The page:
The above plot is interesting. It tells us that passengers tip their taxi drivers the most between 7–10 o’clock in the morning, and in the evening in the early part of the week. Do not expect large tips if you pick up passengers at 3 or 4am. Combining the insights from the last two plots, a nice time to work is 8–10 o’clock in the morning: one would get both a good fare per mile, and a good tip.

In the earlier part of this article we briefly focused on the *trip_distance* column, and while cleaning it from outliers we kept all trips with a value lower than 100 miles. That is still a rather large cut-off value, especially given that the Yellow Taxi company operates primarily over Manhattan. The *trip_distance* column describes the distance the taxi travelled between the pick-up and the drop-off location. However, one can often take different routes with different distances between two exact pick-up and drop-off locations, for example to avoid traffic jams or roadworks. Thus as a counterpart to the *trip_distance* column, let’s calculate the shortest possible distance between a pick-up and drop-off locations, which we call *arc_distance:*

The formula for the *arc_distance* calculation is quite involved, it contains much trigonometry and arithmetic, and can be computationally expensive especially when we are working with large datasets. If the expression or function is written only using Python operations and methods from the Numpy package, Vaex will compute it in parallel using all the cores of your machine. In addition to this, Vaex supports Just-In-Time compilation via Numba (using LLVM) or Pythran (acceleration via C++), giving better performance. If you happen to have a NVIDIA graphics card, you can use CUDA via the `jit_cuda`

method to get even faster performance.

Anyway, let’s plot the distributions of *trip_distance* and *arc_distance:*

It is interesting to see that the *arc_distance* never exceeds 21 miles, but the distance the taxi actually travelled can be 5 times as large. In fact, there are millions of taxi trips for which the drop-off location was within 100 meters (0.06 miles) from the pickup-location!

The dataset that we are using today spans across 7 years. It can be interesting to see how some quantities of interest evolved over that time. With Vaex, we can do fast out-of-core group-by and aggregation operations. Let’s explore how the fares, and trip distances evolved through the 7 years:

In the above cell block we do a group-by operation followed by 8 aggregations, 2 of which are on virtual columns. The above cell block took less than 2 minutes to execute on my laptop. This is rather impressive, given that the data we are using contains over 1 billion samples. Anyway, let’s check out the results. Here is how the cost of riding a cab evolved over the years:

We see that the taxi fares, as well as the tips increase as the years go by. Now let’s look at the mean *trip_distance* and *arc_distance* the taxis travelled as a function of year:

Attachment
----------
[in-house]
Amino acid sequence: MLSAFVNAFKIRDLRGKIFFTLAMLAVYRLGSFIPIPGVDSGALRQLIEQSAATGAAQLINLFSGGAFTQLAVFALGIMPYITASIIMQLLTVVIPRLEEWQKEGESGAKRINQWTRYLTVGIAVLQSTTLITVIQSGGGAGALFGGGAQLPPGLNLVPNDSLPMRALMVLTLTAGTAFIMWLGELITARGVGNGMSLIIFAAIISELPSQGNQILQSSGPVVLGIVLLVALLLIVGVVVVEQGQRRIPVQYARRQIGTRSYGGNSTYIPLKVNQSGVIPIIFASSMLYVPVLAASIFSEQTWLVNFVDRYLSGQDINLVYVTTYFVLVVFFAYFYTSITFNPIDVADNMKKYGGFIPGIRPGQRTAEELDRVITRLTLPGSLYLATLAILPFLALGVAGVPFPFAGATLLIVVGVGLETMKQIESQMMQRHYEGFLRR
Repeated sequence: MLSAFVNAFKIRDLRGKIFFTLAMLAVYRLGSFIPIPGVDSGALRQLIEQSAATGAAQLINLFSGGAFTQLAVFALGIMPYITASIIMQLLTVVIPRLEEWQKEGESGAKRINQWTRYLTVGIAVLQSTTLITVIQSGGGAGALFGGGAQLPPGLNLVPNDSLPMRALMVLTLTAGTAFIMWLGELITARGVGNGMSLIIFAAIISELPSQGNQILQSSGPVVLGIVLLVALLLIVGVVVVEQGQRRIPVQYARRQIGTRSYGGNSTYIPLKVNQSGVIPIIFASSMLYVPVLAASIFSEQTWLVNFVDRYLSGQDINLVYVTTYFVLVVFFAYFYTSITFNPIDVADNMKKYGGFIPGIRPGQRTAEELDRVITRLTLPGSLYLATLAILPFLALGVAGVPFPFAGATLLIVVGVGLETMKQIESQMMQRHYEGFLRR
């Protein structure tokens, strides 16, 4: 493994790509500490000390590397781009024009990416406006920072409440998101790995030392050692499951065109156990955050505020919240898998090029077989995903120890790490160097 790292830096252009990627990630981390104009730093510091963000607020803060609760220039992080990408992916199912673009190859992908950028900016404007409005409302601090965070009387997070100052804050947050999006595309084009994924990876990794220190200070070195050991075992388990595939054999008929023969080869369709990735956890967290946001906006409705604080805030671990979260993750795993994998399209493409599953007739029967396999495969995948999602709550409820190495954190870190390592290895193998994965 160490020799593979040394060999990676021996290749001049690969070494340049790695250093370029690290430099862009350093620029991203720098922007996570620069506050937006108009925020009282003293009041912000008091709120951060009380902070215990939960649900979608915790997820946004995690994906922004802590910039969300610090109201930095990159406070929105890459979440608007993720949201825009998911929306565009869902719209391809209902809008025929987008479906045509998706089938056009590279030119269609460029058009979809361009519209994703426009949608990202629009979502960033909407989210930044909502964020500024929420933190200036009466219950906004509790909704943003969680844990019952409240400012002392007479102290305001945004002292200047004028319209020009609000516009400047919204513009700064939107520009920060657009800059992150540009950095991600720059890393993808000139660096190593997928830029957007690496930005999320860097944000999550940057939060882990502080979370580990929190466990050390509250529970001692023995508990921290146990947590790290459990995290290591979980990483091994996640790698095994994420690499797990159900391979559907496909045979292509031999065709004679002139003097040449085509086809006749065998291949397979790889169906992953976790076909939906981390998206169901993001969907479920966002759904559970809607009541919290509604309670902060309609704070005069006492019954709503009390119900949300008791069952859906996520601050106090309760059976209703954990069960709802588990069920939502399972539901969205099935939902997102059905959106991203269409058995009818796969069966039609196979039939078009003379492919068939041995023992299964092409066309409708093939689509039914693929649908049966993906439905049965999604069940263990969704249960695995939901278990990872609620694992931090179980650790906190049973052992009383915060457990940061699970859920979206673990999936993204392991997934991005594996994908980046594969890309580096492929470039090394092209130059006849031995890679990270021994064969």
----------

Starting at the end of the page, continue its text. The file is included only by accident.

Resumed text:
The figure above shows that there is a small increase of both the *trip_distance* and *arc_distance* meaning that, on average, people tend to travel a little bit further each year.

Before the end of our trip, let’s make one more stop and investigate how passengers pay for their rides. The dataset contains the *payment_type* column, so let’s see the values it contains:

From the dataset documentation, we can see that there are only 6 valid entries for this column:

- 1 = credit card payment
- 2 = cash payment
- 3 = no charge
- 4 = dispute
- 5 = Unknown
- 6 =Voided trip

Thus, we can simply map the entries in the *payment_type* column to integers:

Now we can group-by the data per year, and see how the habits of the New Yorkers changed when it comes to taxi ride payments:

We see that as time goes on, the card payments slowly became more frequent than cash payments. We truly live in a digital age! Note that in the above code block, once we aggregated the data, the small Vaex DataFrame can easily be converted to a Pandas DataFrame, which we conveniently pass to Seaborn. Not trying to reinvent the wheel here.

Finally, let’s see whether the payment method depends on the time of day or the day of week by plotting the ratio between the number of cash to card payments. To do this, we will first create a filter which selects only the rides paid for by either cash or card. The next step is one of my favourite Vaex features: aggregations with selections. Other libraries require aggregations to be done on separately filtered DataFrames for each payment method that are later merged into one. With Vaex on the other hand we can do this in one step by providing the selections within the aggregation function. This is quite convenient, and requires just one pass over the data, giving us a better performance. After that, we can just plot the resulting DataFrame in a standard manner:

Looking at the plot above we can notice a similar pattern to the one showing the tip percentage as a function of day of week and time of day. From these two plots, the data would suggest that passengers that pay by card tend to tip more than those that pay by cash. To find out whether this is indeed true, I would like to invite you to try and figure it out, since now you have the knowledge, the tools and the data! You can also look at this Jupyter notebook for some extra hints.

I hope this article was a useful introduction to Vaex, and it will help you alleviate some of the “uncomfortable data” issues that you may be facing, at least when it comes to tabular datasets. If you are interested in exploring the dataset used in this article, it can be used straight from S3 with Vaex. See the full Jupyter notebook to find out how to do this.

With Vaex, one can go over a billion rows and calculate all sort of statistics, aggregations and produce informative plots in mere seconds, right from the comfort of your own laptop. It is free and open-source, and I hope you will give it a shot!

Happy data sciencing!